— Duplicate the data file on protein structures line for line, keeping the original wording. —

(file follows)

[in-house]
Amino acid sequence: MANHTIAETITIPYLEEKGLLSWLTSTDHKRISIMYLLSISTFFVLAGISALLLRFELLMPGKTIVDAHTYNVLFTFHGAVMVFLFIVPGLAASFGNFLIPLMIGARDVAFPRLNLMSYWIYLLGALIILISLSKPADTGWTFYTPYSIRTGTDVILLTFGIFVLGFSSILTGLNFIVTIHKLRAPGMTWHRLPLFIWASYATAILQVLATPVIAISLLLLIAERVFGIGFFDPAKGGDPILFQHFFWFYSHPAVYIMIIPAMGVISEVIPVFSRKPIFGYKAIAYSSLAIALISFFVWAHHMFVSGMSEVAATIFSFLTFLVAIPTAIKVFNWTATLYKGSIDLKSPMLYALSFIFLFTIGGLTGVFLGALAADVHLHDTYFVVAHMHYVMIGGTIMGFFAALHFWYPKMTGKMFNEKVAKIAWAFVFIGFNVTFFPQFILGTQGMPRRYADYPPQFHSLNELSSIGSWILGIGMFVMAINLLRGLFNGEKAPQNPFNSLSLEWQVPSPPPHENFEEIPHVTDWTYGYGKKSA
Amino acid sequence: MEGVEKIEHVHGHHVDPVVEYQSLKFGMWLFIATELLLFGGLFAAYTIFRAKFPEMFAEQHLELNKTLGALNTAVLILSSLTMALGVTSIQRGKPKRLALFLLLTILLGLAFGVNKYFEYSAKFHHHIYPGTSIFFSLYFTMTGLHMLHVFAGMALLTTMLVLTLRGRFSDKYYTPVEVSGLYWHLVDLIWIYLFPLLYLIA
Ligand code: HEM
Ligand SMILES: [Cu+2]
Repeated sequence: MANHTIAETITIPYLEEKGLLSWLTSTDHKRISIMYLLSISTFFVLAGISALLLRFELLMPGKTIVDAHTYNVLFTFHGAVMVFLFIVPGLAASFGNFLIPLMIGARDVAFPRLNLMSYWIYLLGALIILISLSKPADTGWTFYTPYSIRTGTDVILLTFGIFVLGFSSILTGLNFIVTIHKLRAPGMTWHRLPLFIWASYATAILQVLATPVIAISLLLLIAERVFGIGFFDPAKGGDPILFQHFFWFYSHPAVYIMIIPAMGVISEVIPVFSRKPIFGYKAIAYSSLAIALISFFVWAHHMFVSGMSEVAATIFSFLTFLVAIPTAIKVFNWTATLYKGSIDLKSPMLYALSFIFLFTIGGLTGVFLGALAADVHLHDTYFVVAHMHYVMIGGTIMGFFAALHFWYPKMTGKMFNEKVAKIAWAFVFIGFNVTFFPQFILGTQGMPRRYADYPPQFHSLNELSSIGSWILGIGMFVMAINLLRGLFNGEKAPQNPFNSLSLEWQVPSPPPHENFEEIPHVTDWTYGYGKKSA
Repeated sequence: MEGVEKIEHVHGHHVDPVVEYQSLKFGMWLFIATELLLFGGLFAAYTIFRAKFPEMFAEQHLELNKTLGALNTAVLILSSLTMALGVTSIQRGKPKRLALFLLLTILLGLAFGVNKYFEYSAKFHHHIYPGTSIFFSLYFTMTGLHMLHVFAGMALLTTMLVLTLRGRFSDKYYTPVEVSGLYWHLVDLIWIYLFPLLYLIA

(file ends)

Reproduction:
[in-house]
Amino acid sequence: MANHTIAETITIPYLEEKGLLSWLTSTDHKRISIMYLLSISTFFVLAGISALLLRFELLMPGKTIVDAHTYNVLFTFHGAVMVFLFIVPGLAASFGNFLIPLMIGARDVAFPRLNLMSYWIYLLGALIILISLSKPADTGWTFYTPYSIRTGTDVILLTFGIFVLGFSSILTGLNFIVTIHKLRAPGMTWHRLPLFIWASYATAILQVLATPVIAISLLLLIAERVFGIGFFDPAKGGDPILFQHFFWFYSHPAVYIMIIPAMGVISEVIPVFSRKPIFGYKAIAYSSLAIALISFFVWAHHMFVSGMSEVAATIFSFLTFLVAIPTAIKVFNWTATLYKGSIDLKSPMLYALSFIFLFTIGGLTGVFLGALAADVHLHDTYFVVAHMHYVMIGGTIMGFFAALHFWYPKMTGKMFNEKVAKIAWAFVFIGFNVTFFPQFILGTQGMPRRYADYPPQFHSLNELSSIGSWILGIGMFVMAINLLRGLFNGEKAPQNPFNSLSLEWQVPSPPPHENFEEIPHVTDWTYGYGKKSA
Amino acid sequence: MEGVEKIEHVHGHHVDPVVEYQSLKFGMWLFIATELLLFGGLFAAYTIFRAKFPEMFAEQHLELNKTLGALNTAVLILSSLTMALGVTSIQRGKPKRLALFLLLTILLGLAFGVNKYFEYSAKFHHHIYPGTSIFFSLYFTMTGLHMLHVFAGMALLTTMLVLTLRGRFSDKYYTPVEVSGLYWHLVDLIWIYLFPLLYLIA
Ligand code: HEM
Ligand SMILES: [Cu+2]
Repeated sequence: MANHTIAETITIPYLEEKGLLSWLTSTDHKRISIMYLLSISTFFVLAGISALLLRFELLMPGKTIVDAHTYNVLFTFHGAVMVFLFIVPGLAASFGNFLIPLMIGARDVAFPRLNLMSYWIYLLGALIILISLSKPADTGWTFYTPYSIRTGTDVILLTFGIFVLGFSSILTGLNFIVTIHKLRAPGMTWHRLPLFIWASYATAILQVLATPVIAISLLLLIAERVFGIGFFDPAKGGDPILFQHFFWFYSHPAVYIMIIPAMGVISEVIPVFSRKPIFGYKAIAYSSLAIALISFFVWAHHMFVSGMSEVAATIFSFLTFLVAIPTAIKVFNWTATLYKGSIDLKSPMLYALSFIFLFTIGGLTGVFLGALAADVHLHDTYFVVAHMHYVMIGGTIMGFFAALHFWYPKMTGKMFNEKVAKIAWAFVFIGFNVTFFPQFILGTQGMPRRYADYPPQFHSLNELSSIGSWILGIGMFVMAINLLRGLFNGEKAPQNPFNSLSLEWQVPSPPPHENFEEIPHVTDWTYGYGKKSA
Repeated sequence: MEGVEKIEHVHGHHVDPVVEYQSLKFGMWLFIATELLLFGGLFAAYTIFRAKFPEMFAEQHLELNKTLGALNTAVLILSSLTMALGVTSIQRGKPKRLALFLLLTILLGLAFGVNKYFEYSAKFHHHIYPGTSIFFSLYFTMTGLHMLHVFAGMALLTTMLVLTLRGRFSDKYYTPVEVSGLYWHLVDLIWIYLFPLLYLIA